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The definitive tourist guide to the Western Lake District
Whether you enjoy birdwatching, invigorating coastal walks or sampling the finest, freshest local seafood, this beautiful, coastal landscape has something to tempt you.
The Solway Coast in the Western Lake District, not only incorporates some of the most northerly coastline in England, but also some of the best as well. Sparsely populated and filled with marshes, dunes, beaches and wildlife, much of the area is designated as an Area of Outstanding Natural Beauty. Along with the natural wonders it also boasts a selection of pretty seaside towns, each with stunning views across the Irish Sea to the Isle of Man and boasting some of the best sunsets in the country. A trip from near Bowness-on-Solway to Maryport gives you a good chance to explore some of the highlights of the area.
BIRDS AND BEAUTY
In an area of such great natural wealth, Campfield Marsh RSPB reserve still manages to stand out. The patchwork of saltmarsh, peat bog and farmland is a colourful haven for birdlife. Throughout the year visitors can hold up in a hide with their binoculars or wander its trails spying on birds including lapwings, redshank and snipe. Whether it is the chorus of birdsong in the spring or the flocking of thousands of migrating birds in autumn, each season thrums with activity as the cycle of life rolls through the reserve.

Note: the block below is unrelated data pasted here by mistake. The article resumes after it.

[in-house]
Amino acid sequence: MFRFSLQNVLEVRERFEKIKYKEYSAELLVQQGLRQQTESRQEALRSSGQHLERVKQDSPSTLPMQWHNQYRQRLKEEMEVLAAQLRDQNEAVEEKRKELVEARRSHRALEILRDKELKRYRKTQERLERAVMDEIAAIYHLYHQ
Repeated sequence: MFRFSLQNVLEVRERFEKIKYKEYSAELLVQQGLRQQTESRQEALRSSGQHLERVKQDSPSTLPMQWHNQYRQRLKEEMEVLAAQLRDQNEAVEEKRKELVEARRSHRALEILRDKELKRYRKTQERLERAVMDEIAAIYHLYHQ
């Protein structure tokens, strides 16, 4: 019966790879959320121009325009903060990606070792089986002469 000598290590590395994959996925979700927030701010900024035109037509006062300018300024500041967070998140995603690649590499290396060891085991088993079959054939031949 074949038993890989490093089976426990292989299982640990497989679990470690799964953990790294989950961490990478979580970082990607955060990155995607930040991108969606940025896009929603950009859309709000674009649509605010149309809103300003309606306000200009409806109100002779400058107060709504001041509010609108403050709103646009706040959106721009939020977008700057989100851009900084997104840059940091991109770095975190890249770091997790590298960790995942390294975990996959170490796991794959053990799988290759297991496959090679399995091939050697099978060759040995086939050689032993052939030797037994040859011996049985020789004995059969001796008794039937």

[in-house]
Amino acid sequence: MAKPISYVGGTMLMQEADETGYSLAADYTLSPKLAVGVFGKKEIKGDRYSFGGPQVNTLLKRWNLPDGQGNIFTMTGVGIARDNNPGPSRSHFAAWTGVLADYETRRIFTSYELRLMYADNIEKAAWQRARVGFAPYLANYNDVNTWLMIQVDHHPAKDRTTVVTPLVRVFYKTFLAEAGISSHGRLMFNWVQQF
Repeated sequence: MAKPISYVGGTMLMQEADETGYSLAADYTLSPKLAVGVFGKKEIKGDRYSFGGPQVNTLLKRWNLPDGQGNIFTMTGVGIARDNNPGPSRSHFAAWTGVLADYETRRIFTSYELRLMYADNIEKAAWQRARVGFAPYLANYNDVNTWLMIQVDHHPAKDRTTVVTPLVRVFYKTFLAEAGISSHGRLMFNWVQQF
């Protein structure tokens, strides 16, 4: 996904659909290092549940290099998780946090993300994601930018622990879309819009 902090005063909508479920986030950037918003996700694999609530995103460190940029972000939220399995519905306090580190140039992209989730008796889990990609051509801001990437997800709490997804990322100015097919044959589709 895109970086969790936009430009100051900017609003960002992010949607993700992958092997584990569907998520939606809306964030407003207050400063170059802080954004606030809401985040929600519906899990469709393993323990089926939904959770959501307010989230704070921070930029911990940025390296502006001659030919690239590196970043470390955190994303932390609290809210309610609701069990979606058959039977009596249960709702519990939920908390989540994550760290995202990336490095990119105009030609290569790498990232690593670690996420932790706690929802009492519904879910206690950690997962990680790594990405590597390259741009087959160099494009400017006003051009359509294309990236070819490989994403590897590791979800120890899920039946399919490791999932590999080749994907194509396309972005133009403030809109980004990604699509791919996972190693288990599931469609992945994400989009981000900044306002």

A short distance from Bowness-on-Solway (the western extremity of Hadrian's Wall) the reserve also has immense views over the Irish Sea and across the Solway Firth to Dumfries and Galloway. There can be few more picturesque places to begin a tour of the area.
TIP: You don't have to be a keen hiker to enjoy the RSPB reserve. The birdlife can be enjoyed from parking spots on the roadside and the hide is accessible to wheelchairs.
SAND, SEA AND SILLOTH
About a 15 mile drive south from Campfield Marsh is the Victorian holiday town of Silloth. In the 19th Century the town and its brightly coloured buildings became a popular day trip for workers from Carlisle, who took the train west to enjoy its fine sea views and glorious sunsets.
Today the town's charm remains and it is still a magnet for tourists, with a large selection of caravan parks, B&Bs and hotels. Its large park and seafront are great for a bracing wander.
You can find out more about why the Solway Coast has endured as a prime location for visitors at the Discovery Centre in the town. The Discovery Centre tells the story of the Area of Outstanding Natural Beauty, its wildlife, history and people as well as providing a good guide to what else is on offer in the area.
TIP: There are plenty of lunch spots in the town and a highlight is sitting on the seafront and enjoying some of the delicious local fish and chips with the smell of saltwater in your nostrils. No less an artist than the famous JMW Turner was inspired to put brush to canvas by the view from the town, so it is more than a fitting a accompaniment to a cone of chips!
ICE COLD IN ALLONBY